The role of commercial banks in capitalistic economies has immensely grown over time and their direct and indirect influence to the growth or otherwise of businesses cannot be over emphasized. As the legal entities to hold cash deposits, they play a pivotal role in fueling the progress of the economy and there is no imaginable substitute to what they do. Indeed, organizations offering banking solutions have existed since the advent of money as legal tender for exchange of goods and services. Their role has, however, grown in leaps and bounds over time, fueled by the needs of businesses and individuals in need of their services.
One of these irreplaceable services that banks offer is loans and related services. Indeed, a bank’s operational life is two thronged, namely taking deposits from clients who have extra liquid cash, and loaning out this money to clients in need of it. Their business life revolves around the differential rate of interest offered on deposits and the interest on loans.
The need for loans and financial advances in businesses and personal lives is so immense as to make it the core function of thousands of banks and similar institutions. And this is for a reason. A businessman who projects a rate of return on investment that is higher than the bank’s lending rate is bound to make a bottom line profit from the loan taken. In other words, a business with a gross profit margin of say 30% would make a 10% income on the investment if it was funded by a bank loan with a rate of interest of 20%.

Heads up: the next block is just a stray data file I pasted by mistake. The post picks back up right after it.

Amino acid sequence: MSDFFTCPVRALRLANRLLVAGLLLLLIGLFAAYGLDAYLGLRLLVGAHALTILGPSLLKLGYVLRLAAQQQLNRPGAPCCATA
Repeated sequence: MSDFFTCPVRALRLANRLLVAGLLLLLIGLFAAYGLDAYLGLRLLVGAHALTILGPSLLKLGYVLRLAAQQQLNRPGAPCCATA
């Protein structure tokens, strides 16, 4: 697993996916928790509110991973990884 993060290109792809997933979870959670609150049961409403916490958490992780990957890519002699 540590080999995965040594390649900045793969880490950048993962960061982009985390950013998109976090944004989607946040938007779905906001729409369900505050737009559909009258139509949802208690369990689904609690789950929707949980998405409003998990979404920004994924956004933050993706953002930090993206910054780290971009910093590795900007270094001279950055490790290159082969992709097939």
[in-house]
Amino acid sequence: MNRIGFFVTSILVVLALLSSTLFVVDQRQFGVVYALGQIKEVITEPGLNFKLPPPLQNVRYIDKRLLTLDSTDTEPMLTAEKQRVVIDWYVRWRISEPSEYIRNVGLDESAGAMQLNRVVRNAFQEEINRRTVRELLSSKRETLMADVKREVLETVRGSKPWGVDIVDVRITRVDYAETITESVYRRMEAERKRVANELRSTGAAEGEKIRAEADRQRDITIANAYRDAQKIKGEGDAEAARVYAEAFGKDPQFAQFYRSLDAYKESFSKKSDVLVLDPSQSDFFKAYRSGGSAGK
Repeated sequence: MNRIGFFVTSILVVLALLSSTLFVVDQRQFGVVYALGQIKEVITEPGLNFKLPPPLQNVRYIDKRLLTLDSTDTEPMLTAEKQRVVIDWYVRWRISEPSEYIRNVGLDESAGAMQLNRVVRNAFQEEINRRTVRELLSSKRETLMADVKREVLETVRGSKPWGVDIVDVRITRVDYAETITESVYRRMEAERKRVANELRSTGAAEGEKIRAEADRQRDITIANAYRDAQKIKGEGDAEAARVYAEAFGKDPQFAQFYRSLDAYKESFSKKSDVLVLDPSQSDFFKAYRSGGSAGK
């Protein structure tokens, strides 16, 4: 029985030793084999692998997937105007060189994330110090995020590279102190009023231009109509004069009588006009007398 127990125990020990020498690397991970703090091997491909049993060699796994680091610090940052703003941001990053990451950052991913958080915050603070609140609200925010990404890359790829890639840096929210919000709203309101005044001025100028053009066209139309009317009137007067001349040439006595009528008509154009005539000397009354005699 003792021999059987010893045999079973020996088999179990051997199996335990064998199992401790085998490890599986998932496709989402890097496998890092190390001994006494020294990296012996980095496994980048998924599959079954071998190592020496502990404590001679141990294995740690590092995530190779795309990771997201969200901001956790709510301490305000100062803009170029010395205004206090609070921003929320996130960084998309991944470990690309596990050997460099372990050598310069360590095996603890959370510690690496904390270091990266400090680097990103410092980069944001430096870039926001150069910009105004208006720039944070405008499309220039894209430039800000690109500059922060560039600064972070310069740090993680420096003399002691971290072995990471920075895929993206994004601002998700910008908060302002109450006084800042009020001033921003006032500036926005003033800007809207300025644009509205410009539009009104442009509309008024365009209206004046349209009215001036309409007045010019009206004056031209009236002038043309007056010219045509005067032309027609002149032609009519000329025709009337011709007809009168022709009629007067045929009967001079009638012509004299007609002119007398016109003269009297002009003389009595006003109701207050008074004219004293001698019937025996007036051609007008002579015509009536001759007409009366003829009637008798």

This is what businesses are about. On the same breadth, a depositor with extra cash at hand will make interest income from depositing the money with the bank. This is because most banks offer an interest on deposit that is higher than the prevailing inflation rate.
Bank loans also come in handy when individuals are out of liquid cash to transact. And while borrowing at a cost to spend on an asset or service that has no income is largely not advisable, banks lend out huge sums of money to individuals to spend on their daily needs. This should not be a problem for the bank so long as the credit is refunded back. For the consumers, the cost of the loan is usually accounted as the cost of a possible inconvenience if the funds were not available. This again is an irreplaceable service that banks offer in fueling the growth of economies world over.
In considering whether or not to take a bank loan, several factors are important to consider. First is the need for the loan. As mentioned, it is not financially prudent to take credit on an endeavor with no income. There are however instances where the inconvenience could be more costly than the interest on the loan thereby covering the need. It is also important to efficiently and effectively spend the loan money, not forgetting it will in the end be refunded. This can easily be achieved through the use of a budget and a spending plan.
Ultimately, whether or not to take the bank loan largely depends on the need at hand and the cost of the loan in interest terms.